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The Filibuster: What Jefferson, Madison and others thought about majority rule
Both the argument against the filibuster and the ways it may be changed hinge on interpretations of majority rule. Here are six historical precedents.
Digital First Media· Wed, Jan 02 2013 12:49:33
The Senate will vote on changes to the filibuster Thursday. Both the argument against the filibuster and the ways it may be changed hinge on interpretations of majority rule.
Opponents of the filibuster argue that in its current incarnation, it essentially requires 60 votes for anything to get done, which they consider undemocratic. They also argue that the rules of the Senate
can be changed by a simple majority
Below are six historical precedents for and against majority rule in Congress which may come up.
The U.S. Constitution
What it says: “Each House may determine the Rules of its Proceedings, punish its Members for disorderly Behavior, and, with the Concurrence of two-thirds, expel a Member. … The Vice President of the United States shall be President of the Senate, but shall have no Vote, unless they be equally divided.”
What it means: The Constitution never states that the Senate must be run by simple majority and says each chamber may write its own rules. But it also refers to senators being “equally divided,” which could not happen with a supermajority.
Federalist Paper No. 22
What it says: “If a pertinacious minority can control the opinion of a majority, respecting the best mode of conducting it, the majority, in order that something may be done, must conform to the views of the minority; and thus the sense of the smaller number will overrule that of the greater, and give a tone to the national proceedings. Hence, tedious delays; continual negotiation and intrigue; contemptible compromises of the public good. And yet, in such a system, it is even happy when such compromises can take place: for upon some occasions things will not admit of accommodation; and then the measures of government must be injuriously suspended, or fatally defeated.”
What it means: Hamilton argues that the requirement for a supermajority allows a minority to delay legislation improperly and force unpopular compromises.
Federalist Paper No. 58
What it says: “In all cases where justice or the general good might require new laws to be passed, or active measures to be pursued, the fundamental principle of free government would be reversed. It would be no longer the majority that would rule: the power would be transferred to the minority. Were the defensive privilege limited to particular cases, an interested minority might take advantage of it to screen themselves from equitable sacrifices to the general weal, or, in particular emergencies, to extort unreasonable indulgences.”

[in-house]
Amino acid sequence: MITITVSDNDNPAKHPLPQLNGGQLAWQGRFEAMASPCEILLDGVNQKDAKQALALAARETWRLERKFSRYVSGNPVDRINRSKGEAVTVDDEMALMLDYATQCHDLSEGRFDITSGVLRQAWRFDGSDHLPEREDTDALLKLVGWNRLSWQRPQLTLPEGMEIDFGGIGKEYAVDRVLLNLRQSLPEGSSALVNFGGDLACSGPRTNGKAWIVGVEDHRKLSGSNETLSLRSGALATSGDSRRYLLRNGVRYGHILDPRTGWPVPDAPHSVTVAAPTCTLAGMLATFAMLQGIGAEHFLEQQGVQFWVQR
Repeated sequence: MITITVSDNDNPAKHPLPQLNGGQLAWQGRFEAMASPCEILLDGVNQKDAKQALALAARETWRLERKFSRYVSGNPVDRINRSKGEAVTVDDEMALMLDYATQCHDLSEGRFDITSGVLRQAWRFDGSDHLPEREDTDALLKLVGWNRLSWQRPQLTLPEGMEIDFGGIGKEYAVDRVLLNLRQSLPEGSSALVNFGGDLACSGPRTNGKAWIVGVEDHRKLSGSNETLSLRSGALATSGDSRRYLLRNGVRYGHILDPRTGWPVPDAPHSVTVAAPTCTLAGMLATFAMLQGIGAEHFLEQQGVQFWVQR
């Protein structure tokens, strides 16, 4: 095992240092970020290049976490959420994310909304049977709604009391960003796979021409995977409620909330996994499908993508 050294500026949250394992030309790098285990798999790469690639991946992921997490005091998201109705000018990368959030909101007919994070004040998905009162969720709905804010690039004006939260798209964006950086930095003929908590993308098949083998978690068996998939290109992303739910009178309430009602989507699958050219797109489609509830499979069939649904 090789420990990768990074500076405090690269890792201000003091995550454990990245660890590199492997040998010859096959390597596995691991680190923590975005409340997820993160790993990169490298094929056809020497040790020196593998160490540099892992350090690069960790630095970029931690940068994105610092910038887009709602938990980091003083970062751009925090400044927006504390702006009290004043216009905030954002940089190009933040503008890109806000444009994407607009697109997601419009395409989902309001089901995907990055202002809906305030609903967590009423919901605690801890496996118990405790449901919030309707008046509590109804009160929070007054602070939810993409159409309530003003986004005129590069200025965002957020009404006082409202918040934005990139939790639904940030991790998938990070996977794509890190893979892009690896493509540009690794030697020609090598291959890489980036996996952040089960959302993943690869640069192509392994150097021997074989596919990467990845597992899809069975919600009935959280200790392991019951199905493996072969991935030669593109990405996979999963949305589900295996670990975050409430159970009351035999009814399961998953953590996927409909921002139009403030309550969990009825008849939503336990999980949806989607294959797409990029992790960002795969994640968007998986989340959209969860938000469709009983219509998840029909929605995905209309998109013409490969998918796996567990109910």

What it means: Madison argues that any procedure that requires a supermajority actually empowers the minority, since it only takes 41 percent of lawmakers to stop a bill, and he says this is undemocratic.
Manual of Parliamentary Practice
What it says: “No one is to speak impertinently or beside the question, superfluously or tediously. … The voice of the majority decides. For the lex majoris partis is the law of all councils, elections, &c. where not otherwise expressly provided.”
What it means: First, Jefferson argues that no senator can speak for longer than necessary. Later, he argues that simple majority rule ( lex majoris partis) is the basic guiding principle for legislative votes.
United States v. Ballin
What it says: “The other branch of the question is whether, a quorum being present, the bill received a sufficient number of votes; and here the general rule of all parliamentary bodies is that, when a quorum is present, the act of a majority of the quorum is the act of the body. This has been the rule for all time, except so far as in any given case the terms of the organic act under which the body is assembled have prescribed specific limitations. As, for instance, in those states where the constitution provides that a majority of all the members elected to either house shall be necessary for the passage of any bill. No such limitation is found in the federal constitution, and therefore the general law of such bodies obtains.”
What it means: The court ruled that since the Constitution does not mention any special requirements, the presumption is that it only takes a simple majority to pass any regular legislation.
Gordon v. Lance
What it says: “Certainly any departure from strict majority rule gives disproportionate power to the minority. But there is nothing in the language of the Constitution, our history, or our cases that requires that a majority always prevail on every issue.”
What it means: Since the Framers of the Constitution did not specify that majority rule is required in the Senate, then it is not necessarily unconstitutional.